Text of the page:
We’ll continue from here next week, until then

Lead right and live light

Belinda

Get in line with your mission

Get in line with your mission

As a leader, your ultimate mission is to lead. That is a simple definition of what your ‘assignment’, ‘calling’ or mission is: to lead. One of the principal things you need all through your leadership journey is undoubtedly courage. Courage to start your journey,  courage to see your mistakes as an opportunity for growth and the courage to not give up when you have done all you know to do and things aren’t just going the way you want them. Courage is one thing you cannot do without as a leader, it’s the ‘steroid’ you need to keep you going (I’ll talk more in detail about courage in a future blog).

In order to get in line with your mission:

1. You have to work from where you are with what you have.

2. Do not eliminate yourself from opportunities because of a limitation.

3. Do not wait for your situation to line up with your mission because you might never get anything accomplished.

The 4 C’s that get you aligned with your mission:

1. Confidence: confidence is absolutely important for leadership. It is the first, middle and ongoing characteristic a leader should possess. ”Confidence is the soil upon which your tree of leadership is planted” – Me.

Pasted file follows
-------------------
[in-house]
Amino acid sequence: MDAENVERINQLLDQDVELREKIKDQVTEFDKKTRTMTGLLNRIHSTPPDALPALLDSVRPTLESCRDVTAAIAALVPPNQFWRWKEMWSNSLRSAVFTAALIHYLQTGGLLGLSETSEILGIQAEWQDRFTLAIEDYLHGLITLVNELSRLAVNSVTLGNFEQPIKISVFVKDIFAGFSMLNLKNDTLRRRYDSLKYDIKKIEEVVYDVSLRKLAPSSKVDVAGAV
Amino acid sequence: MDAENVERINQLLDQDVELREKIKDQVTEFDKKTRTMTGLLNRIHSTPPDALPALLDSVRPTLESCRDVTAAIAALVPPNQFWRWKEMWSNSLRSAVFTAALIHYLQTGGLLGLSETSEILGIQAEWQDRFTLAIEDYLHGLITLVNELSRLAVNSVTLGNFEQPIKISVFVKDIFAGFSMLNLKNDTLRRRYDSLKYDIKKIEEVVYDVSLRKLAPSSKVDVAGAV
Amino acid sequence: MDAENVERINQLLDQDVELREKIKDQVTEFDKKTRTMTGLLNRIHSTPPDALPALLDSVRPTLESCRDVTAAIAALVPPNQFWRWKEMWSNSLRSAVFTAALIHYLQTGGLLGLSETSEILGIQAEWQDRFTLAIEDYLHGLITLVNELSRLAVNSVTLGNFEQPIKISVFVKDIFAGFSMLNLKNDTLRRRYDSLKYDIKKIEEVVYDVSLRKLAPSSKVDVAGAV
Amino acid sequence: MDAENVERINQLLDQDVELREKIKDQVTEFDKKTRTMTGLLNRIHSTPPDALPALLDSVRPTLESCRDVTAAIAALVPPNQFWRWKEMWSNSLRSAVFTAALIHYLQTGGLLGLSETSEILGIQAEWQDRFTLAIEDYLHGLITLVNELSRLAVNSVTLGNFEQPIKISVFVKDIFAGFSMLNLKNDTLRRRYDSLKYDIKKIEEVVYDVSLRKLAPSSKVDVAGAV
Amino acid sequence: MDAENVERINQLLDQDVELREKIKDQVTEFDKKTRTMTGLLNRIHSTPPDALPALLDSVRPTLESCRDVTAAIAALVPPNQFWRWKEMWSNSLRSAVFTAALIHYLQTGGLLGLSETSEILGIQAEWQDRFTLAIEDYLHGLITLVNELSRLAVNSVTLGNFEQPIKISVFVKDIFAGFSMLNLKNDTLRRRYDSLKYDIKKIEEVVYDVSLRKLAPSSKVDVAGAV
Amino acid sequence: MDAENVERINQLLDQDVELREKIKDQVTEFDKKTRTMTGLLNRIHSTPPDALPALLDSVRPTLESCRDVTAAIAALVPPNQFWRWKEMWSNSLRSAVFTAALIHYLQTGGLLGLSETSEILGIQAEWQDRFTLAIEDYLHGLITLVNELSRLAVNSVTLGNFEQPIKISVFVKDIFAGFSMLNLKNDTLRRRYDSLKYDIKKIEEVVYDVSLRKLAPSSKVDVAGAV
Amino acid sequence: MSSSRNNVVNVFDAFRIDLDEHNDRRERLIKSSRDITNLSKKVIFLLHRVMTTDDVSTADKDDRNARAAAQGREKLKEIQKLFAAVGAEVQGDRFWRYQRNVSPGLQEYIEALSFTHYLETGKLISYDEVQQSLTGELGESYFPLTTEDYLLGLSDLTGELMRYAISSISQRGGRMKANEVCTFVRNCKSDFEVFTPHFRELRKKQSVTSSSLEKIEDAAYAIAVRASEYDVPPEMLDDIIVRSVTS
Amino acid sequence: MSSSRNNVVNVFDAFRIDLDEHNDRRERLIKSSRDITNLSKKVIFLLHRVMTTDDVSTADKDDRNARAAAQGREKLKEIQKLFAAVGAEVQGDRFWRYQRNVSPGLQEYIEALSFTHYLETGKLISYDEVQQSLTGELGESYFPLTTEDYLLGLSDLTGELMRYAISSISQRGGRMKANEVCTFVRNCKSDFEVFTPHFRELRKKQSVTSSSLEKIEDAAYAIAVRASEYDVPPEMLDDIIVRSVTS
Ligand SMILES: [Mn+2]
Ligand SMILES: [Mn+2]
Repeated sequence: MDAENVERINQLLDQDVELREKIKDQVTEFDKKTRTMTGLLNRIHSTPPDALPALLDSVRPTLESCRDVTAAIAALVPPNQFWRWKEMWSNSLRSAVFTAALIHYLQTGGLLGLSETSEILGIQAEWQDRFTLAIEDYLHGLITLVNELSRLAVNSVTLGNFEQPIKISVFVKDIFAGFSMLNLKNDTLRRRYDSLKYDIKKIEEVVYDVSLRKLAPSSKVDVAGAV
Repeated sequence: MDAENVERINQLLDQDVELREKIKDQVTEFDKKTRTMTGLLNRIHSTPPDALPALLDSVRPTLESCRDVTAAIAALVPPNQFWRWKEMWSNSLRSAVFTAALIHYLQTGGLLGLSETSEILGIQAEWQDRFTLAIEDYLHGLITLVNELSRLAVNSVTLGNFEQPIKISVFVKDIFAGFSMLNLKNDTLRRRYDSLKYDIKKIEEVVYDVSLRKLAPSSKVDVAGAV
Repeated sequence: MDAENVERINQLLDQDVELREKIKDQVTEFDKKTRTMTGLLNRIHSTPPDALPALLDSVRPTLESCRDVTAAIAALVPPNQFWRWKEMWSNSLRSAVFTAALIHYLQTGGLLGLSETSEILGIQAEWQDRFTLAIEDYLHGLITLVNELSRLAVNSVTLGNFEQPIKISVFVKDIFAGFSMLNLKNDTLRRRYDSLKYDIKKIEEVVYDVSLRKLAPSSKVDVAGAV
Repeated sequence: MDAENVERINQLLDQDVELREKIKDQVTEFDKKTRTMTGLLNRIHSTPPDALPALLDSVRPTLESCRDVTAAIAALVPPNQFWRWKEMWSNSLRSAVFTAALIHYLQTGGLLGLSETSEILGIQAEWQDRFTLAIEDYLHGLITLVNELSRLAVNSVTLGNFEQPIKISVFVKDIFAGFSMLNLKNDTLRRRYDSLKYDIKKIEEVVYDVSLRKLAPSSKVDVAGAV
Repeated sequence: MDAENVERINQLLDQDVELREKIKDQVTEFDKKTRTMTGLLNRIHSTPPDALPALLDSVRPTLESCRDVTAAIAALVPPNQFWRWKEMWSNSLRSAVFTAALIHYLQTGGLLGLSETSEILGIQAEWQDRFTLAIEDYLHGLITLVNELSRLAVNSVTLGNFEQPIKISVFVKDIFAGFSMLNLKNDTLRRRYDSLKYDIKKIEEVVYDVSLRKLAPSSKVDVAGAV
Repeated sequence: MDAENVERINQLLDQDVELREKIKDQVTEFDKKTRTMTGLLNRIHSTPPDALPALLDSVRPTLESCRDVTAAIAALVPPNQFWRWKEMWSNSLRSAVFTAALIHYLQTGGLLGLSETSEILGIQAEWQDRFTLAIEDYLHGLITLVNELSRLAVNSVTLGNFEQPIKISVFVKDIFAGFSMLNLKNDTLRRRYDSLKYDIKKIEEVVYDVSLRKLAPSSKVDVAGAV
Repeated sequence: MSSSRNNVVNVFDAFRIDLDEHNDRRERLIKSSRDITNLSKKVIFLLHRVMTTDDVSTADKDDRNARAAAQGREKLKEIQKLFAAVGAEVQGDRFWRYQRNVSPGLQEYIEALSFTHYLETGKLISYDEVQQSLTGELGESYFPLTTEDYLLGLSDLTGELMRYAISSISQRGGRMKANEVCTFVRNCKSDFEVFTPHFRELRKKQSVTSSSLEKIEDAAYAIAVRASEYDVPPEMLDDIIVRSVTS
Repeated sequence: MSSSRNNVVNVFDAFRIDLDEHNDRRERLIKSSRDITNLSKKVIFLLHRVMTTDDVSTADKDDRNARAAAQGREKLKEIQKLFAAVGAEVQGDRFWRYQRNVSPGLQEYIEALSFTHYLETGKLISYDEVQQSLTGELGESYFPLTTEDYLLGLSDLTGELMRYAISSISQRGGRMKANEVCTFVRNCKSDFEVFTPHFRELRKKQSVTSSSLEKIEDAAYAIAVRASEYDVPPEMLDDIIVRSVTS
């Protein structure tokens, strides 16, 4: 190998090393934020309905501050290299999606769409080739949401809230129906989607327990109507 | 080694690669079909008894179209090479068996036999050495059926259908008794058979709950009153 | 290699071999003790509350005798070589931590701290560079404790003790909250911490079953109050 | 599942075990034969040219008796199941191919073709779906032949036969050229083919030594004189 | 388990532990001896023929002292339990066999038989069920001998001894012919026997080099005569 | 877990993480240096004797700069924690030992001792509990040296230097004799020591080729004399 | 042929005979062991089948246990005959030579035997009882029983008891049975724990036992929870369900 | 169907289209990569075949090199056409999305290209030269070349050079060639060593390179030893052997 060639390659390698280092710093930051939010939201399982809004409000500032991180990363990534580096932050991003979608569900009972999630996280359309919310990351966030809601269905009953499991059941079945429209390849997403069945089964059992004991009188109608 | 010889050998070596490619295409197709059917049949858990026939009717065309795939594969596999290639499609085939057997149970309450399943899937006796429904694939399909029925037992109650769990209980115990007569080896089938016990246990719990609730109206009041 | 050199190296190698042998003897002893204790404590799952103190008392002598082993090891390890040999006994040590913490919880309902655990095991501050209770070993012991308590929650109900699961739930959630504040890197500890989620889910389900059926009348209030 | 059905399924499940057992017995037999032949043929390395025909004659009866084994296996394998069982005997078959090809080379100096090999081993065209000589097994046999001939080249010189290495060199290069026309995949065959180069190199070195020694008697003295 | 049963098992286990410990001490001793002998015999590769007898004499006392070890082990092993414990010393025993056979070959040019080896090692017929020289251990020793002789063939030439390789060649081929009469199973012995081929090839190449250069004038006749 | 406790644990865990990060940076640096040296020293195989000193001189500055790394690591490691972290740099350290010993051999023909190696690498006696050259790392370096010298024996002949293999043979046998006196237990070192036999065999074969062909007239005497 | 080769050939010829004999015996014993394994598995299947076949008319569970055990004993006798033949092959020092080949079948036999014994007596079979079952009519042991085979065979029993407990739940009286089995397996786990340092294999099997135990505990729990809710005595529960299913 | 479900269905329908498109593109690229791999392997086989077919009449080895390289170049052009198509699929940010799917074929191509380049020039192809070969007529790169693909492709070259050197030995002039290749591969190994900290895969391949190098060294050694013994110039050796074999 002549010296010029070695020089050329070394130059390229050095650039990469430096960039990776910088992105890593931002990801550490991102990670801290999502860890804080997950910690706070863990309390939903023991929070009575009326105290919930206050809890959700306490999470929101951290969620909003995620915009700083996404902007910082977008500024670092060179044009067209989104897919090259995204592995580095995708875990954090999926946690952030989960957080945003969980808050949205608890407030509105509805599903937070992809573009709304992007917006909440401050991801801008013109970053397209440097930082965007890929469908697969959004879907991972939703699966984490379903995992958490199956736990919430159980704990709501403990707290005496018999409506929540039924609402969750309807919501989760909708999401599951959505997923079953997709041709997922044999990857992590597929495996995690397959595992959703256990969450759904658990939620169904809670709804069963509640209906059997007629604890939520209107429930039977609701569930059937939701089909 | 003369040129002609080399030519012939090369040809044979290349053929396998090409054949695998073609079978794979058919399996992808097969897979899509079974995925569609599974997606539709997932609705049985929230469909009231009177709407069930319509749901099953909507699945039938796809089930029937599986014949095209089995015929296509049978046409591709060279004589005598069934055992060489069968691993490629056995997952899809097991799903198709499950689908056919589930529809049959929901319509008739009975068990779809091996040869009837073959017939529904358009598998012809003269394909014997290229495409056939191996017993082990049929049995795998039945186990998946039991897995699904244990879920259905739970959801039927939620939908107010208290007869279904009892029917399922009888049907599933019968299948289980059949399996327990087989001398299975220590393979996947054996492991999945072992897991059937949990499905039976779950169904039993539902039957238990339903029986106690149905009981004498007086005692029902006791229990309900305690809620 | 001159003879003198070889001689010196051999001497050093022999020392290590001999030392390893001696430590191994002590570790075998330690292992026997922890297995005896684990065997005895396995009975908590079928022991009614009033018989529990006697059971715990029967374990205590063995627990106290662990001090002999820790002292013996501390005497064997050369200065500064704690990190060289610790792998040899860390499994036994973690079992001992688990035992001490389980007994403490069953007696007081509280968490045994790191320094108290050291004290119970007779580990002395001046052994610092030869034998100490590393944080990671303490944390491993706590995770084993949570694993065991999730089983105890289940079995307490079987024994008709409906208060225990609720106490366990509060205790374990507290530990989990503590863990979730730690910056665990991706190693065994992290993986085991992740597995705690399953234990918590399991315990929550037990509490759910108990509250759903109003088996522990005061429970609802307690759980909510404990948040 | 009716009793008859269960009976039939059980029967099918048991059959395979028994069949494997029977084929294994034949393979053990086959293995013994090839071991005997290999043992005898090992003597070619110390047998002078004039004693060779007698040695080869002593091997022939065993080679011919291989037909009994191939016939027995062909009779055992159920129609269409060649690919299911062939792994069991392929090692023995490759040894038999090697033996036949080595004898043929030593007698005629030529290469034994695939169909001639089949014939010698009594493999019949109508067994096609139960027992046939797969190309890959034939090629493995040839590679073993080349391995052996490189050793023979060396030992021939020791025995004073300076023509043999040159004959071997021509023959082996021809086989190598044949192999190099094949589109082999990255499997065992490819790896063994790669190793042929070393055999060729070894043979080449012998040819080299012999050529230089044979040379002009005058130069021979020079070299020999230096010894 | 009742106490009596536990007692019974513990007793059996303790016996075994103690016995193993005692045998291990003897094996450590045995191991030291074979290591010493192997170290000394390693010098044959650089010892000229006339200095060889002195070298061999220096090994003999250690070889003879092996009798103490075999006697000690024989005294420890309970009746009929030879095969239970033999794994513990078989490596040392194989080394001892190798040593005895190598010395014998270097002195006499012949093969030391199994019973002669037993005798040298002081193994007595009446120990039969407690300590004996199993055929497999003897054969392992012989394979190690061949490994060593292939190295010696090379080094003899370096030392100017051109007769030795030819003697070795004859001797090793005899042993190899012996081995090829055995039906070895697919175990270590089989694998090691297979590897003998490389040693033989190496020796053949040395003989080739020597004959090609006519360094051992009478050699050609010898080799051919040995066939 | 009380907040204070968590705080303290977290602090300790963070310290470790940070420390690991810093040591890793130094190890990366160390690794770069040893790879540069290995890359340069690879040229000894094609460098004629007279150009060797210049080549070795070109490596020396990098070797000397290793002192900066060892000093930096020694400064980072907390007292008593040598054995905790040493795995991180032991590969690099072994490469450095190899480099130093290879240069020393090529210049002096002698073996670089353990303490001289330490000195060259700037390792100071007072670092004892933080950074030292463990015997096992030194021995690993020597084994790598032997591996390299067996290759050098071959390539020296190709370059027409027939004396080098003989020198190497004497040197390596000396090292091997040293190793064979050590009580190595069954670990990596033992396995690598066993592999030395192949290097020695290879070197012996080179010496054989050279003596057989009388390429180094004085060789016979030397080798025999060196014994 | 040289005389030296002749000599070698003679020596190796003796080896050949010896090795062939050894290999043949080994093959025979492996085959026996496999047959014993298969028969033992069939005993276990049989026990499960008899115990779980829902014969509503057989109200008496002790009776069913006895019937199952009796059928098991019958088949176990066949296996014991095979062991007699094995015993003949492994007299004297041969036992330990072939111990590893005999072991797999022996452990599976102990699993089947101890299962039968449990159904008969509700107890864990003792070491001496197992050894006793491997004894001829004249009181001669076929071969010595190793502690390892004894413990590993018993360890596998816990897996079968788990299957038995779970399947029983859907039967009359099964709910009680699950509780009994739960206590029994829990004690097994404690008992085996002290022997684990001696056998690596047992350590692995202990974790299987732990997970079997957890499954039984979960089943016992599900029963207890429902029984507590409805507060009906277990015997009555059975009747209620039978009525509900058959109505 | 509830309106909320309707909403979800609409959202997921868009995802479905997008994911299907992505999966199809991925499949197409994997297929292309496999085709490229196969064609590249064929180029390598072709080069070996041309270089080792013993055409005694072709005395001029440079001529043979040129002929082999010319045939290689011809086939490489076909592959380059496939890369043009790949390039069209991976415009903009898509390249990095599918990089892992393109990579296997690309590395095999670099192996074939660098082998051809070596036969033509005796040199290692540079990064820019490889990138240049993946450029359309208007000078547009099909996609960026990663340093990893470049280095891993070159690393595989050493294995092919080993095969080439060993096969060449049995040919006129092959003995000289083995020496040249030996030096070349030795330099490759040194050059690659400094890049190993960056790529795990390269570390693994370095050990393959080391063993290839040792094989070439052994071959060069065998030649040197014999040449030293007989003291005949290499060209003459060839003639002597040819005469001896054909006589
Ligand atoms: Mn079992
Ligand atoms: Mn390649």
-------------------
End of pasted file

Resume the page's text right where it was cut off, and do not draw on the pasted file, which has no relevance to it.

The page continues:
2. Contentment: you need to be content with where you are and what you have. Do not weigh yourself down by wishing you had someone else’s resources. It wastes time, It’s not productive, it encourages self-pity and it leaves you angry and bitter. If you have the  means to update yourself or get some resources then do so. If you don’t, then start from where you are. Don’t give the excuse of you not having what ‘A’ or ‘B’ has, that excuse will come back later to bite you in the rear.

3. Courage: courage takes discipline and sacrifice (two key words that we seem to have thrown out the window). You also need to say the right things while exhibiting courage, this is where positive self-talk and affirmations come into play. However without action and discipline, your positive self-talk will only be a feel good motion with zero results.

4. Concentration/Focus: focus produces energy. It builds strength and belief in your mission. It is necessary for direction and it guides your action. Focus drives you and lines up your thoughts and actions so that your mission is  fulfilled.

True and radical leaders work from where they are and are not intimidated by their present situation, state or condition. Instead, they make the situation better because of the way they move. The choice to be confident, content, courageous and focused is what makes this possible (i.e. the situation better). It is that choice that opens your eyes to opportunities and gives you the strength (mental and physical) to convert opportunities to success stories.